Tanzanian President John Pombe Magufuli has dismissed as faulty the coronavirus test kits being used in his country, saying they had returned positive results on samples taken from a goat, a jackfruit and a pawpaw.
Mr. Magufuli, a chemist has previously asked Tanzanians to just pray to God to save them from the Coronavirus.
In video, President Magufuli says he he had instructed Tanzanian security forces to check the quality of the kits that had been imported from abroad.
He said they had randomly obtained several non-human samples, including from a pawpaw, a goat and a sheep, but had assigned them human names and ages.
These samples were then submitted to Tanzania’s laboratory to test for the coronavirus, with the lab technicians left deliberately unaware of their origins.
Samples from the pawpaw and the goat tested positive for COVID-19, he said, adding this meant it was likely that some people were being tested positive when in fact they were not infected by the coronavirus.
“There is something happening. I said before we should not accept that every aid is meant to be good for this nation,” Mr Magufuli is quoted in the video as saying, adding the kits should be investigated.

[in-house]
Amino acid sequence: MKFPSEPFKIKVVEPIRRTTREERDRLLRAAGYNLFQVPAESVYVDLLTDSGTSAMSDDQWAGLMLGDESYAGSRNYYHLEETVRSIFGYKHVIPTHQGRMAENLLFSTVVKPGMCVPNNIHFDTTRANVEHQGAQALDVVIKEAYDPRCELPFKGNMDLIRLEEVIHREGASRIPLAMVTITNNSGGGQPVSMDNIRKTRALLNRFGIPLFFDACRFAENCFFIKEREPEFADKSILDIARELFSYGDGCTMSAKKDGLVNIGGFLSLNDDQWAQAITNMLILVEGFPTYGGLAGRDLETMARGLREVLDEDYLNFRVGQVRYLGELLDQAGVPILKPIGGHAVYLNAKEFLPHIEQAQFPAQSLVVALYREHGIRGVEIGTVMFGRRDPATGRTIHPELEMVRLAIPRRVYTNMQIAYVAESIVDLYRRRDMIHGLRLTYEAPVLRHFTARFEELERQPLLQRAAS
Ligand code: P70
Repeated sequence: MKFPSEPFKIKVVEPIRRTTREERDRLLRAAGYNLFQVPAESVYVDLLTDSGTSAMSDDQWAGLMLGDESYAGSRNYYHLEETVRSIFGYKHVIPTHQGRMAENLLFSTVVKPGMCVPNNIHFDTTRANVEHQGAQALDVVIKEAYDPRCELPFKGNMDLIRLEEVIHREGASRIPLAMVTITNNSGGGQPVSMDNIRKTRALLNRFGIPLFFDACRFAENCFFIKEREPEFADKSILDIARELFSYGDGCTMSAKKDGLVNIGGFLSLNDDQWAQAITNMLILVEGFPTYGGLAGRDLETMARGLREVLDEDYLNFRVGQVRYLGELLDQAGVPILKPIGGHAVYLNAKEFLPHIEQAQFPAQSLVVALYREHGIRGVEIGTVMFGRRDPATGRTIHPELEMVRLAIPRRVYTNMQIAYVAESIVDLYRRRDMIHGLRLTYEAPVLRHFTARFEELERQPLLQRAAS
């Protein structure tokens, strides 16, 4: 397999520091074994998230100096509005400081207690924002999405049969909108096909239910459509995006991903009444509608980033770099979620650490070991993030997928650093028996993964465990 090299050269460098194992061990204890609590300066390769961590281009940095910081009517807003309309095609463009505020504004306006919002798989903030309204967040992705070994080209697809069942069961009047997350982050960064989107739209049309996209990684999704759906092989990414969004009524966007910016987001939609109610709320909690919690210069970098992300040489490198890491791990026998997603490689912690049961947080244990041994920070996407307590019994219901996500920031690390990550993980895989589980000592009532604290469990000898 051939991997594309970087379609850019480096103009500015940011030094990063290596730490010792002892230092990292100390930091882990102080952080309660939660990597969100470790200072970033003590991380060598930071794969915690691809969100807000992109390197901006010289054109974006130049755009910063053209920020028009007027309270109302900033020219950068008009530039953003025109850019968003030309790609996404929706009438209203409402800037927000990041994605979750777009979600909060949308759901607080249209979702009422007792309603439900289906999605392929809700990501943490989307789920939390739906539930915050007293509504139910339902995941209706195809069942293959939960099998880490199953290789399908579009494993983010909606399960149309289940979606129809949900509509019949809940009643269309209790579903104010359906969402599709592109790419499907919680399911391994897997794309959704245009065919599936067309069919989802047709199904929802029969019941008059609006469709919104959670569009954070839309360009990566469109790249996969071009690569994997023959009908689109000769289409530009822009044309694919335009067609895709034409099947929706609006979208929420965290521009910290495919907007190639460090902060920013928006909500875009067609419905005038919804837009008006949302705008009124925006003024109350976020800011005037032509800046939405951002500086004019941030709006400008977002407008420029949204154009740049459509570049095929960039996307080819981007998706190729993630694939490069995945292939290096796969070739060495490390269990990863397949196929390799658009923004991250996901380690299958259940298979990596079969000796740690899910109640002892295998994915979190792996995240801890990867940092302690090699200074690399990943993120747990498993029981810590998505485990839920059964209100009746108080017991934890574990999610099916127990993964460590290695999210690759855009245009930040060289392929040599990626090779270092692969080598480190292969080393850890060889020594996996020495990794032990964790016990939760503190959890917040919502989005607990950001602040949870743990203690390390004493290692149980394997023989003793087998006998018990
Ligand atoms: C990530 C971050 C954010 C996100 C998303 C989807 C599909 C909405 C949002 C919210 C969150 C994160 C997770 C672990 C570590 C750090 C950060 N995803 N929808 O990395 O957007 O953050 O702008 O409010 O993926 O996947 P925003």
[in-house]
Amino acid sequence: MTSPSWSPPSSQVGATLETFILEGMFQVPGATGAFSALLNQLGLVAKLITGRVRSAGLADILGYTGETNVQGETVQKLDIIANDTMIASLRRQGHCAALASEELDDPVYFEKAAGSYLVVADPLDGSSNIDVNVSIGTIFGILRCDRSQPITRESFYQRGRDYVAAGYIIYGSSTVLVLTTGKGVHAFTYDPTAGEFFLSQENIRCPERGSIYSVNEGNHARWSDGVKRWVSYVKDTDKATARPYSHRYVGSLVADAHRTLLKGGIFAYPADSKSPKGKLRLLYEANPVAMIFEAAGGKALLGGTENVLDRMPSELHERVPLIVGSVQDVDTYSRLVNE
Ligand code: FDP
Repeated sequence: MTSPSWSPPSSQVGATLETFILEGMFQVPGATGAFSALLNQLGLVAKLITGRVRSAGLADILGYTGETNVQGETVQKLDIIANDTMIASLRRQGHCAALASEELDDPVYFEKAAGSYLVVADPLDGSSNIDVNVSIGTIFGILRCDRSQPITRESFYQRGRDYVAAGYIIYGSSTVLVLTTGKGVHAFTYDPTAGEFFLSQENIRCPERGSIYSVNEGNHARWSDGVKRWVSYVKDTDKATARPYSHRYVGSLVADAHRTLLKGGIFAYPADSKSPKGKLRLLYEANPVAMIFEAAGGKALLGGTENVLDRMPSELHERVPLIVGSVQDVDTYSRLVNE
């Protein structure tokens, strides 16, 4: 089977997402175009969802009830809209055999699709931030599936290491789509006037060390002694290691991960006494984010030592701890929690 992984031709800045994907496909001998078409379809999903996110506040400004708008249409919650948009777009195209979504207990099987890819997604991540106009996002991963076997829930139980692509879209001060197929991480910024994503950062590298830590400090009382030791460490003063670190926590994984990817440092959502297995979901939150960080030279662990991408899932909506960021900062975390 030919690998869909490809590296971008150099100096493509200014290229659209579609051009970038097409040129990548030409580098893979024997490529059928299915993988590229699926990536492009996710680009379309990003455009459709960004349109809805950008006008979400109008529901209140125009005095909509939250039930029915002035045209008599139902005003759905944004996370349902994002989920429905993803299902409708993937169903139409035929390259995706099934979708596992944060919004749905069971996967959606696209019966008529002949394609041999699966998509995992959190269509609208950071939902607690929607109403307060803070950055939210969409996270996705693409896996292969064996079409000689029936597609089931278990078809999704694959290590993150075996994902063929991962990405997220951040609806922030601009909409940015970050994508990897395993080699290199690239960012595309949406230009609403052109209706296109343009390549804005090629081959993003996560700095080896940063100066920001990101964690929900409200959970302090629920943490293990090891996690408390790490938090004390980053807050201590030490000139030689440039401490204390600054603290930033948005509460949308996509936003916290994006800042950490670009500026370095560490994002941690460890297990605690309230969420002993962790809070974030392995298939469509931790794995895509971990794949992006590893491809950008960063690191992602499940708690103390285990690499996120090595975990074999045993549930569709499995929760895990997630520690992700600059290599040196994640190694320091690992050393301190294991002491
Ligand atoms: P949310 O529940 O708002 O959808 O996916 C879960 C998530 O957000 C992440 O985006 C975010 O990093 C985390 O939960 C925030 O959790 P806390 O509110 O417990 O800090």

Some of the test kits were donated by Chinese businessman Jack Ma while others were imported from abroad.
Most of African countries are using imported kits but some like Uganda have developed own kits.
He also castigated foreign media that pick on Tanzania instead of focusing on the infections in their countries where COVID-19 has killed tens of thousands of people.
President Magufuli said on Sunday, 03 May 2020 that he was considering the restart of Tanzania Premier League after a six-week break, occasioned by the coronavirus outbreak.
Mr. Magufuli said he was only awaiting advice from his advisors on the way forward.
“I propose that we must restart our league matches but people must watch it on Television. I am only waiting for experts to advise me accordingly so that the league can proceed,” he was quoted by The Citizen.
Tanzania registered its first Covid-19 cases on March 16. Since then, the number of confirmed cases has risen to 480. Out of the number, 167 have healed and allowed to rejoin their relatives back home while 16 have died.